03-02-2019 5:34 PM
Any extender is just a slave to the IR signals you sent from its RF transmitter to the companion RF receiver that re-emits the IR. But I don't think your problem lies with that. All IR extenders are more-or-less the same. It lies with that cabinet door. If it's glass then I am not sure any IR blaster is going to get through the glass. Depends on the glass I suppose. And of course if it's not even transparent no IR RF receiver/IR blaster is going to get through unless there's room for the IR receiver/blaster to fit behind the door in such a way that the receiver can see the IR.
Then there's the att "point anywhere remote" which has mixed reviews. It's basically the same as an IR extender/RF transmitter both combined in the remote itself (essentially a S20/S30 remote). The RF receiver/IR blaster is a USB dongle you plug into the front of the dvr/receiver. This might work. I say "might" because, as I said, there are mixed reviews on this remote on Amazon. Or there was. I can't even find it on amazon any more. But that google search I linked to does show other sources.
03-02-2019 10:18 PM
- edited 03-03-2019 12:22 AM
It's just a IR blaser like any other IR extender recover. As I said all IR extenders are just slaves relaying the IR codes for the receiver to emit. So of course it's compatible if the RF signal can be depended on, which I guess is the iffy part of those remotes, and the reason for the reviews it got.
Note the only reason it plugs into the usb port in the front of the dvr/receiver is because it's near the dvr/receiver IR sensor and also a convenient 5V power source to drive the RF/IR blaster.
There is room in the cabinet for an extender but I need to find out where
the eye is located in the VIP 1200. Which extender do you recommend?
See this thread. There's many of these IR extenders to choose from. I don't have a need for them so I can't suggest any one specific model. Probably most any one you choose will work. If I were looking for one, for gadgets like this, the first place I would look is Monoprice.com.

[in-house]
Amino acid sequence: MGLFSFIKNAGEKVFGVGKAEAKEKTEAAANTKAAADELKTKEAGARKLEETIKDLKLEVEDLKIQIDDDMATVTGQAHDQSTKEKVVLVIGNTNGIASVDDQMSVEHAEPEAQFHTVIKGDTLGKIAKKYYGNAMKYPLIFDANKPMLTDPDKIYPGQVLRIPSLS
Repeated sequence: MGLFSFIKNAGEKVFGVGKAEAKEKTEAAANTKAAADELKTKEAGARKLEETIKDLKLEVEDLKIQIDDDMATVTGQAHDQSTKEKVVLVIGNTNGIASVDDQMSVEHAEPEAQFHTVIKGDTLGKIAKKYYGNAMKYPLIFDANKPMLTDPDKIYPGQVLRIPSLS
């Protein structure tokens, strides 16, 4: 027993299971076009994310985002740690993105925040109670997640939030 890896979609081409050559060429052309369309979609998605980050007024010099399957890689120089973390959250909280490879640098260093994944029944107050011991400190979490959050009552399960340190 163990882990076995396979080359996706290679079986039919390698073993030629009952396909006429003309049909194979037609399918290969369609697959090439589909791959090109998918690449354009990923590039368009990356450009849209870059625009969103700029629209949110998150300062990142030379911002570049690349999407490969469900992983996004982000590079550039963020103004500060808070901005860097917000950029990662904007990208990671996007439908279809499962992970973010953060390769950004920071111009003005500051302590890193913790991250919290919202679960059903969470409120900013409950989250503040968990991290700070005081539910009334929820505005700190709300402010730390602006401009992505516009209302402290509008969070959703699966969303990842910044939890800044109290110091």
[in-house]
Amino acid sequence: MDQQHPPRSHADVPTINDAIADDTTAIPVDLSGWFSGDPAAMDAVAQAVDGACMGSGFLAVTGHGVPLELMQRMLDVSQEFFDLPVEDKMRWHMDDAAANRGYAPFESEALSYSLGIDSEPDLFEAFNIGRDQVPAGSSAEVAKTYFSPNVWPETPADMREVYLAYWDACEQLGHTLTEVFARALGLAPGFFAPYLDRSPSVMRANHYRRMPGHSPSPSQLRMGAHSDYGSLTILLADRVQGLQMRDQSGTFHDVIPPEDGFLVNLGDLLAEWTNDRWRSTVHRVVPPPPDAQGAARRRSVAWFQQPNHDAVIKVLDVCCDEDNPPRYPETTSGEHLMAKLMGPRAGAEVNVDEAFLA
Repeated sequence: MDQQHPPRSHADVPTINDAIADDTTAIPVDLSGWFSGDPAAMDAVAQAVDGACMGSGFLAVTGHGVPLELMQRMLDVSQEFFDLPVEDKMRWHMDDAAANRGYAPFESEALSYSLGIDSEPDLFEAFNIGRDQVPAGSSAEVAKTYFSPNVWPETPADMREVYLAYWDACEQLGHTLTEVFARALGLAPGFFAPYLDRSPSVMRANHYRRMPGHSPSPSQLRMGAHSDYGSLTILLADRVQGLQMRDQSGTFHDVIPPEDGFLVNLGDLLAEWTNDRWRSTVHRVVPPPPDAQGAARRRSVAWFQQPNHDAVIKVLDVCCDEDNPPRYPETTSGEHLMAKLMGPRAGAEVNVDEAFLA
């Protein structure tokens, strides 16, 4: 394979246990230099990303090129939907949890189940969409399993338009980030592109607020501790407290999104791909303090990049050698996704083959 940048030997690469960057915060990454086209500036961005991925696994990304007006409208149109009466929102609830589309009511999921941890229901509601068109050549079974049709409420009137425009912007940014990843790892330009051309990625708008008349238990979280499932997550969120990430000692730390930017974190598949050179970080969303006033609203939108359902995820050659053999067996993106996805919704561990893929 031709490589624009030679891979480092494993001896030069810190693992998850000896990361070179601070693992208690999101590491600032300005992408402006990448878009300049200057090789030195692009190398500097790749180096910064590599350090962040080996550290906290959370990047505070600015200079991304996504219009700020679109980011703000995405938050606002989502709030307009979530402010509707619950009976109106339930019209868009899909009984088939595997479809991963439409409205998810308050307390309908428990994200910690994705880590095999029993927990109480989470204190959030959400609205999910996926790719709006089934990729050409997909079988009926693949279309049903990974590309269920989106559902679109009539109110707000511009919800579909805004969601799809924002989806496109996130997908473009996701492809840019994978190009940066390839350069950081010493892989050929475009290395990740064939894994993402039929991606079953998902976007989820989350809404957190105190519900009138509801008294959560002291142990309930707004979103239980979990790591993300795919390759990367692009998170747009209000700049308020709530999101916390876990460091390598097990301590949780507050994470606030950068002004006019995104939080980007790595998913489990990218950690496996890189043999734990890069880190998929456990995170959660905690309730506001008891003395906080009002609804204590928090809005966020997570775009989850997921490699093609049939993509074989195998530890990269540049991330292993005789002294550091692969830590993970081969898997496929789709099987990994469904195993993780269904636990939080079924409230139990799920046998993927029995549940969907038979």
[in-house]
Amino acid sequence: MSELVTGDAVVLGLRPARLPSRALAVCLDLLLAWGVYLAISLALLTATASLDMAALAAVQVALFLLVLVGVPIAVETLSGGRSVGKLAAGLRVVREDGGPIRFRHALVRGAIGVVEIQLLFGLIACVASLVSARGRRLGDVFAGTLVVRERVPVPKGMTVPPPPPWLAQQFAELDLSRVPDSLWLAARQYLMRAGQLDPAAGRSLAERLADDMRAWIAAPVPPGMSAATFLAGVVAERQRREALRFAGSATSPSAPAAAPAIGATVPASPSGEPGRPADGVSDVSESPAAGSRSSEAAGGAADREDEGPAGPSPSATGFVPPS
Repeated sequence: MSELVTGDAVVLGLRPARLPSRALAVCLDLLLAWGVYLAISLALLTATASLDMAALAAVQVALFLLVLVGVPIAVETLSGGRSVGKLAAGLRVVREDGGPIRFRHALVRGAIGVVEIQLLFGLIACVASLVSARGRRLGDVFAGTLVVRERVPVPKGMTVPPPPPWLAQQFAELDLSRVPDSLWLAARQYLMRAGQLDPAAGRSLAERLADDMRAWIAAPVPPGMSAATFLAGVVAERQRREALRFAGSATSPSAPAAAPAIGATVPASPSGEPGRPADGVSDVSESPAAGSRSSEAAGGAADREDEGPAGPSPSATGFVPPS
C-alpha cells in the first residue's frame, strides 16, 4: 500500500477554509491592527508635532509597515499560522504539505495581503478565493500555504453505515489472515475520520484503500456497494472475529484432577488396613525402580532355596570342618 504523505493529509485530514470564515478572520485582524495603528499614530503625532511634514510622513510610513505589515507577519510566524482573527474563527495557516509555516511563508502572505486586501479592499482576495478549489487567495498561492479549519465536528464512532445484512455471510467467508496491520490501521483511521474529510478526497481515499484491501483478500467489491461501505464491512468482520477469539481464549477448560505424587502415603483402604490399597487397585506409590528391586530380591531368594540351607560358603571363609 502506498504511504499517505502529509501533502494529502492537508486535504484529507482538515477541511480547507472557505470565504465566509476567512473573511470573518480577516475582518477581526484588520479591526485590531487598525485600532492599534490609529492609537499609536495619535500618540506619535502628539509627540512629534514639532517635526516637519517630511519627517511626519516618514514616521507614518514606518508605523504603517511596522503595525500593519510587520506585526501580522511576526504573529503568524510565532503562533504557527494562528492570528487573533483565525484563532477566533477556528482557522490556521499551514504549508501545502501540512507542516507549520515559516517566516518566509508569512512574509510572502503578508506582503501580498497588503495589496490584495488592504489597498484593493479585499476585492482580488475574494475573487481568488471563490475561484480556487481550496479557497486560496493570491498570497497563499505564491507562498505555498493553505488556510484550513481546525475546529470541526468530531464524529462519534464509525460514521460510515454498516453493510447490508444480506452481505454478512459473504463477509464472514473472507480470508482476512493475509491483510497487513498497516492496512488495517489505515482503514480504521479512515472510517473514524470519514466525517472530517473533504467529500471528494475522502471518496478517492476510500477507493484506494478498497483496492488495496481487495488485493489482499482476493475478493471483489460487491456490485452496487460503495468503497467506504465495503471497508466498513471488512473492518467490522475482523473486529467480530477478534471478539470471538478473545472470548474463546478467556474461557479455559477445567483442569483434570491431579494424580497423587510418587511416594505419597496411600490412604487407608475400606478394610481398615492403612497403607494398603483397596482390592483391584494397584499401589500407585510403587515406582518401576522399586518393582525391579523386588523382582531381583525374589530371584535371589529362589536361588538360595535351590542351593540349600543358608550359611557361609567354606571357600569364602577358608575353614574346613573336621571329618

03-03-2019 5:42 PM
It's a receiver (aka set top box, aka STB), not a wifi router. So has "no band". And a IR blaster has nothing to do with wifi "frequency" anyhow.
03-04-2019 8:45 AM
The remotes for Uverse receivers have never been any good. Too narrow a field and not enough range.
The way devices like AFTV and AppleTV work using WiFi to carry commands is far better. I hope the new ATT settop boxes don't use IR. If they do, I will pass.
I need to train myself to use a phone or tablet app to control the receiver, but it's a hard habit to break.
75/20 Mbps VDSL2 connected Arris BGW210 gateway in IP Passthrough to Orbi RBK50 in Router mode
03-04-2019 8:49 AM
Not all IR emitter/receivers use the same frequency of IR. The two main spectrums used to be 30kHz–43kHz and 44kHz–60kHz, which just refers to the "pulsing" rate of the IR light by the remote. It's easier (and cheaper) to make devices that only emit or receive a narrow range of pulse rates (frequency). Obviously, both emitter and receiver have to be talking the same frequency.
03-04-2019 9:17 AM
- edited 03-04-2019 1:52 PM
I thought all consumer IR extender/blasters were universally compatible, i.e., cover the commercially accepted frequency range for these products. Many don't even bother listing the frequency range and ones that do (I sampled a couple on amazon) list 20-60kHz as the frequency range.
IMO your problem may lie in finding one that fits conveniently inside your cabinet, not worrying whether it's "compatible".
03-04-2019 4:09 PM
Agreed, the IR extenders are all going to cover the typical range of frequencies, since they're intended to be universal. Any of these that fit your enclosure should do the trick.
03-05-2019 3:44 PM